Back to Reality

In order to get back in time for work on Wednesday, I needed to catch the first train from Omagari to Tokyo at 6:36 in the morning. If I missed it, the next train came about an hour later, so we set our alarms for 5:15 and prepared to scramble.

 

There’s a certain methodical process to waking up in the winter in Akita. It goes something like this: first, when the alarm goes off, turn on the heater. Then wait fifteen minutes for the room to reach a temperature at which you might actually consider leaving the warmth of your bed. Next, get out of bed, turn the hot water back on, then slip back into bed while letting the water in the shower run for a few minutes. Finally, when you’re mentally prepared, hurl yourself into the shower. The amount of time required for this process can vary depending on your mental and physical resolve on any given morning.

 

On a good day, it takes almost exactly thirty minutes to get to Omagari from Big Sis’ apartment. That morning the roads were far from ideal, and it took us longer than expected to get going. After hurriedly pulling the car out of its parking space at what was already 6:00, we promptly found ourselves stuck behind a snowplough.

 

Ditching the plough, we pulled a slightly incautious 60 kph on the snowy, unsalted roads. As we realigned on one of the wider streets, we skidded out and spun into the opposing lane of traffic—thankfully empty in the early morning—and came to a planging stop against a low snow bank on the other side. Big Sis and I were both fine, but we backed the car into a side street to check for damages. Finding none, we continued on at a more cautious 40 kph.

 

After a minute of silence, Big Sis said, “I think you’re going to miss your train.”

 

I replied, “That’s okay.”

 

Through what must have been either divine intervention or the rest of the planet traveling at near-light speeds while we were stuck behind the plow, we somehow got to Omagari by 6:30. In my rush to get out of the car and get my bag on my shoulder, a combination of slush and momentum put my backside in a chilly puddle, but I rolled out of the tumble and kept moving. Big Sis left her keys in the ignition—something you can apparently do in Akita—and came inside with me, which was lucky, since it would have taken me much longer to understand what the man at the ticket booth was saying, which was: "You have sixty seconds to get on your train."

 

I bade a hasty goodbye to Big Sis, felt guilty for lacking the time to give her a parting hug, and ran past the ticket-taker at the gate. As I approached a second ticket-taker I managed to puff, “Ticket—in train—Tokyo?” and he urgently ushered me to the appropriate platform. I got on the last car with no more than thirty seconds to spare before the doors closed and we started to move south. I had a wet bum and no ticket, but I was on the train. That was all that mattered.

 

Akita looked spectacular in the grey-blue early morning light. The clouds hung low in the mountains, and everything was a serene blue-white. It felt a lot like home, in a way, except that the conifers were too deep and rich a green for me to have been in Ontario or Quebec.

 

I noticed, however, that the hills seemed to have been seeded with calculated rows of trees of varying species, deciduous and coniferous trees growing in clearly delineated bars of exactly the same width.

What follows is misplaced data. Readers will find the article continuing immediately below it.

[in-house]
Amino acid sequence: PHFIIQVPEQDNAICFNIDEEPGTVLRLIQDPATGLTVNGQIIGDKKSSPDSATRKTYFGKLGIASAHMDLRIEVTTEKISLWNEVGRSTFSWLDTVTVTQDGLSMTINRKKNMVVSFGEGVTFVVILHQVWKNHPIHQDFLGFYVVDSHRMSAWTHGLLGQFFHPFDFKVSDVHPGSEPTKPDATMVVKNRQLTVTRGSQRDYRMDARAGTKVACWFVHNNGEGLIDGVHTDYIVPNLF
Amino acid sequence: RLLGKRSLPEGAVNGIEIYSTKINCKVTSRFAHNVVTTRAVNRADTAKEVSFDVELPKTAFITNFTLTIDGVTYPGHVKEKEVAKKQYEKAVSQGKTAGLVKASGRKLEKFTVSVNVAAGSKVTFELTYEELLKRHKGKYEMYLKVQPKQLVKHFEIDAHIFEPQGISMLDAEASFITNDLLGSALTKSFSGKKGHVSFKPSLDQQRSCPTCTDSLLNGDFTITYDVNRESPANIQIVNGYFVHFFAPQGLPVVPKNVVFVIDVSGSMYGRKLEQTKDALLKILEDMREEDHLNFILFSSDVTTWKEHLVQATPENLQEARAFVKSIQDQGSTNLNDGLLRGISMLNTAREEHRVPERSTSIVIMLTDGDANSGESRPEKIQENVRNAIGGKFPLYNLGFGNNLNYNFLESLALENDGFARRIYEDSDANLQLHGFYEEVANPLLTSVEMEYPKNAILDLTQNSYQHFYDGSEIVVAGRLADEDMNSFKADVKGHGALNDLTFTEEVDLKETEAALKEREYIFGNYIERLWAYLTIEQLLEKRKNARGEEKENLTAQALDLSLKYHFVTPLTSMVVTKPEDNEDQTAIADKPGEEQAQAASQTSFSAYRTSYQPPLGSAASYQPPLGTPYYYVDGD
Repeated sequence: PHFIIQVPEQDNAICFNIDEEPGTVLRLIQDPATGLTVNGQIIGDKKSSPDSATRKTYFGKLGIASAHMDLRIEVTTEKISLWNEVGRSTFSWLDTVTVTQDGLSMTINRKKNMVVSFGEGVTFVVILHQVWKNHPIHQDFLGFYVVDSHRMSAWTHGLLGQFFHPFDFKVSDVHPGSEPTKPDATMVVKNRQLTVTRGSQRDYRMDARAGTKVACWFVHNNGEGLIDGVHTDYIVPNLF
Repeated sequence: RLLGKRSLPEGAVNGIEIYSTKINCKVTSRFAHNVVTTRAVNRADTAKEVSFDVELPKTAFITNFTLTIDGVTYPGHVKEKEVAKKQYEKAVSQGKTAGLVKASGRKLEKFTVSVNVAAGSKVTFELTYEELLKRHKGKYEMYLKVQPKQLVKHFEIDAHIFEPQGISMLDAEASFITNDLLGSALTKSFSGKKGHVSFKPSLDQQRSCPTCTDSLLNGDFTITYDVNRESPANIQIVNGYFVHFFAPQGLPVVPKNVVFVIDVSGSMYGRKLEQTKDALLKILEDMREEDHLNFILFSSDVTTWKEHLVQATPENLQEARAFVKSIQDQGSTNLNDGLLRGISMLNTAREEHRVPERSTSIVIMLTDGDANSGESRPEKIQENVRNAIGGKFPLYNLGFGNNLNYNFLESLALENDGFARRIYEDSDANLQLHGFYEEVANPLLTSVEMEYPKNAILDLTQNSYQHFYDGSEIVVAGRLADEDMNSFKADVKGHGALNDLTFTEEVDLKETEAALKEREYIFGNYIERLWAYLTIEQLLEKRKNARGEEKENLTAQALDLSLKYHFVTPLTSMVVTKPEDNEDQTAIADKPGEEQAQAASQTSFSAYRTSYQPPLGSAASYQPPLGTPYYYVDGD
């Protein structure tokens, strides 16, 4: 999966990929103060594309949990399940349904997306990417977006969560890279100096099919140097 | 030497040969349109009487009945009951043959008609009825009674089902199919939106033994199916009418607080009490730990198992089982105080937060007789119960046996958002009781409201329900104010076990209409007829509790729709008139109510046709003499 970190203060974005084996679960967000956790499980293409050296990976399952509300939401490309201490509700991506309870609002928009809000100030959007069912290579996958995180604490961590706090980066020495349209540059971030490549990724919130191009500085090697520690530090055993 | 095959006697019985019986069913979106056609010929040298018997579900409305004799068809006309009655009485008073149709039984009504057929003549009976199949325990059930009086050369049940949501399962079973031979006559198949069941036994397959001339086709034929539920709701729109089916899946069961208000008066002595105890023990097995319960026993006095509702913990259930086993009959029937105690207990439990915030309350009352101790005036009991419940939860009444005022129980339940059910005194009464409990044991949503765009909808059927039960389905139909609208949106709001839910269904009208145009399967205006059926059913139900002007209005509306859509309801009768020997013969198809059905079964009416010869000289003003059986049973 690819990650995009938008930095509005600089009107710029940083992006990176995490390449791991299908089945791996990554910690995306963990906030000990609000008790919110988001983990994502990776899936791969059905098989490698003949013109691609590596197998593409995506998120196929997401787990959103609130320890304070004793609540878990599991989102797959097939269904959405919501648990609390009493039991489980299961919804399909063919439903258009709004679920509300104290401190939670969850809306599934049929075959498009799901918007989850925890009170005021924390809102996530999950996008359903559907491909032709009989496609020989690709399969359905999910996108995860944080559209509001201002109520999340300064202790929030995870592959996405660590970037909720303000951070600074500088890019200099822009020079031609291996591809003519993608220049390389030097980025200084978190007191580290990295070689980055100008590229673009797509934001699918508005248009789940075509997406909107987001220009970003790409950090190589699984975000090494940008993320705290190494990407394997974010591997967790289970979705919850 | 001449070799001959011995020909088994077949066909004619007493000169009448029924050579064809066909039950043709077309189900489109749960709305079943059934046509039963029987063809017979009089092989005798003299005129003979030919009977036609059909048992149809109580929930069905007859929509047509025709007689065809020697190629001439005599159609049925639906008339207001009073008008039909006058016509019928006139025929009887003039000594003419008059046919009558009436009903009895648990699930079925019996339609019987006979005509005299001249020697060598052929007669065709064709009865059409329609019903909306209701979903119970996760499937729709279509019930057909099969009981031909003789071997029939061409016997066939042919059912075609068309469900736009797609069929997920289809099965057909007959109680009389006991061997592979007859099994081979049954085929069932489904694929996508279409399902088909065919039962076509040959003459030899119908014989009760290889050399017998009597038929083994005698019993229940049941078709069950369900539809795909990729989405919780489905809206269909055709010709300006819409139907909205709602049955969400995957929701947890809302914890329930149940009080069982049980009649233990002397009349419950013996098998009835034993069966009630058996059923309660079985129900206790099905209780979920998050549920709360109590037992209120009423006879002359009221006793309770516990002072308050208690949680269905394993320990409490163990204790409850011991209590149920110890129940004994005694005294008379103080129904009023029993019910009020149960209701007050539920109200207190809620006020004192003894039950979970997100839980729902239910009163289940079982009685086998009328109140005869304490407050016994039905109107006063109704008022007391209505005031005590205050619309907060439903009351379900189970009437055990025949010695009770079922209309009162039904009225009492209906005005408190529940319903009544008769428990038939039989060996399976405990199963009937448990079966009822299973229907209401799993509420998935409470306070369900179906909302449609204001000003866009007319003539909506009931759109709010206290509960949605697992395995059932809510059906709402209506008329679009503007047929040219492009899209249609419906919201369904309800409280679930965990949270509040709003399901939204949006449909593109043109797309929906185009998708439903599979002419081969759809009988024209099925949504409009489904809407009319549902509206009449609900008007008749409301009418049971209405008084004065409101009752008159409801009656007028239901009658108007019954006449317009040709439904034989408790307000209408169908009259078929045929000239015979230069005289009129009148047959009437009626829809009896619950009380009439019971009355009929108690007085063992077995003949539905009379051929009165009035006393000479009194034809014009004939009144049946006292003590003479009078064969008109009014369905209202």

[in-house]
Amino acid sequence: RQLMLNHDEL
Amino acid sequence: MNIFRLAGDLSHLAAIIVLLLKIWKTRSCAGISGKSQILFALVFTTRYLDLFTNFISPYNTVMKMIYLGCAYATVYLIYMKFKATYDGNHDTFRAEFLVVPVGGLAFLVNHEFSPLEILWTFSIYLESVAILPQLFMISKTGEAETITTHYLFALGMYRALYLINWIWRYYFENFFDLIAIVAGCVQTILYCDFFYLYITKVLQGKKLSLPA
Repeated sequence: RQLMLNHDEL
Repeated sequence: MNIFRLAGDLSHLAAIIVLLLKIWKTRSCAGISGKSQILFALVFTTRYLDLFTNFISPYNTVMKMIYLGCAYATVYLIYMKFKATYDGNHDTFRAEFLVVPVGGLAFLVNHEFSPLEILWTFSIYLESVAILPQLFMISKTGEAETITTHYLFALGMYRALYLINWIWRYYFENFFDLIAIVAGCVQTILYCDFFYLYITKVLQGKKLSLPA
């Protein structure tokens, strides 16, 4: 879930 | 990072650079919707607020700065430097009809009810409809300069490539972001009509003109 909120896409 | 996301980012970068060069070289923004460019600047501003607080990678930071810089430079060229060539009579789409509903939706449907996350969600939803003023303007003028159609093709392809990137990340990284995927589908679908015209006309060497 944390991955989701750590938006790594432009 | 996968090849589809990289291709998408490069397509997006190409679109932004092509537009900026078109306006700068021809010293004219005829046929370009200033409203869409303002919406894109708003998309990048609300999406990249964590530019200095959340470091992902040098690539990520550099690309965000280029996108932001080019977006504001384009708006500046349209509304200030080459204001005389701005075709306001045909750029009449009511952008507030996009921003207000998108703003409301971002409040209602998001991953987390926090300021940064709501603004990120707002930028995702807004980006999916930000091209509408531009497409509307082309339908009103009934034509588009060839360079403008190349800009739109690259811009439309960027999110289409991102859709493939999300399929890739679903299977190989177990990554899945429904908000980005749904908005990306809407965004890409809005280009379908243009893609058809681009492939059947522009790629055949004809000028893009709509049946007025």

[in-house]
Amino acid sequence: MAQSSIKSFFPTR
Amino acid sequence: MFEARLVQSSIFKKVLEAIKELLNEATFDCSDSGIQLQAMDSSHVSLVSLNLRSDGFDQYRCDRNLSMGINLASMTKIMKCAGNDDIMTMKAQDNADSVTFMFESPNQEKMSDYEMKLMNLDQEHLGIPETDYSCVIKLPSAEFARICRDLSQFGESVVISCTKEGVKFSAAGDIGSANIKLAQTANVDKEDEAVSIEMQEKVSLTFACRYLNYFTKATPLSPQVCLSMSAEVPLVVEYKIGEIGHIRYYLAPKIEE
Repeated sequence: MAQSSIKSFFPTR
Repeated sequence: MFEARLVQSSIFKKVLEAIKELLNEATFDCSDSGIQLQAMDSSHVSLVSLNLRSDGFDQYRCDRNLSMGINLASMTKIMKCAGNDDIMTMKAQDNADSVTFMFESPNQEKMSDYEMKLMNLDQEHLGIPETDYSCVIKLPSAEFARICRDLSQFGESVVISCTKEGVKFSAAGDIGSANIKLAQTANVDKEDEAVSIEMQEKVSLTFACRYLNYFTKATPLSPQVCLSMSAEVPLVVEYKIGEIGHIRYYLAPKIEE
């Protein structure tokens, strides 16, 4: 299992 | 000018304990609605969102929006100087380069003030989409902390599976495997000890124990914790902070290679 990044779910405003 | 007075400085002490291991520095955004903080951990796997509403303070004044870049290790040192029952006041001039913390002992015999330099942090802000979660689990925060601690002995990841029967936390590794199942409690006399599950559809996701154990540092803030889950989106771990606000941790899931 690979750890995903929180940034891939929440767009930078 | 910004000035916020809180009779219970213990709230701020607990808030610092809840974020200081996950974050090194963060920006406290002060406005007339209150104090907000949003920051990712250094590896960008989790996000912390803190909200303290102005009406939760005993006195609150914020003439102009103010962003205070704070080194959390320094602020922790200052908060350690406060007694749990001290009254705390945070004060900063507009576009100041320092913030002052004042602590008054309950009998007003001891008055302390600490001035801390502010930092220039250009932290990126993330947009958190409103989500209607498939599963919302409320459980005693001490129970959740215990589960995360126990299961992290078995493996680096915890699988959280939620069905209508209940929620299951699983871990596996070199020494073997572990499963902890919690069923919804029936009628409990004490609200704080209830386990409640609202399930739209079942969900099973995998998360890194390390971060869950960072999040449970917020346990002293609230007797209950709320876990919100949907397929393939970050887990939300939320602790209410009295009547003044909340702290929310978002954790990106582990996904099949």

I watched as snippets of road appeared and disappeared in the gaps between the nearby mountains, rivers occasionally flowing beneath the tracks. In the distance, I could see a gigantic cloud lying so low against a mountain peak that it cast a direct shadow upon it, while another steep-faced mountain wore a mantle of thick cloud like a cottony hood. Spotting a solitary man cross-country skiing between vast pristine rice fields, I lamented that I didn't have a camera. There was a deep and silent beauty to everything.

 

Twenty minutes later, I realized that I hadn’t even thought of looking out the right side of the train. I felt like someone noticing that he’d only been watching half the movie.

 

When I got to Tokyo at 10:00, my paid-on-the-train fare guaranteed that I had to go through the ticket window rather than using the automatic gates. The guy at the window looked at the departure station and started to laugh. Tokyo had just awakened an hour or two before, but I’d been already been travelling for more than three hours.

 

After a morning of zero reception thanks to intermittent tunnels, Big Sis and I finally connected, and she learned that I'd gotten my train while I learned the aftermath of my visit. Apparently, when she'd arrived in class that morning, the students had all screamed aghast, “Where’s Mike?” When Big Sis explained that I was probably in Tokyo already, one of the girls was apparently close to tears. Big Sis placated them with the promise that I might be coming back next year, and they got all excited again.

 

I’d never be able to maintain that kind of excitement if I actually stayed in a single school for any length of time. I think I’m beginning to get an idea of how celebrity works.

 

Tired and rumpled, wearing the same clothes I’d been wearing three days before, I got back to Shizuoka with what turned out to be plenty of time to spare. I went to work, dumped my bag in the corner, grabbed my tie and shoes from the cabinet, and started another regular working day.

 

I subsequently discovered that, every time I go away, my employers do their best to mess with my life. But that’s another story.

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February 2002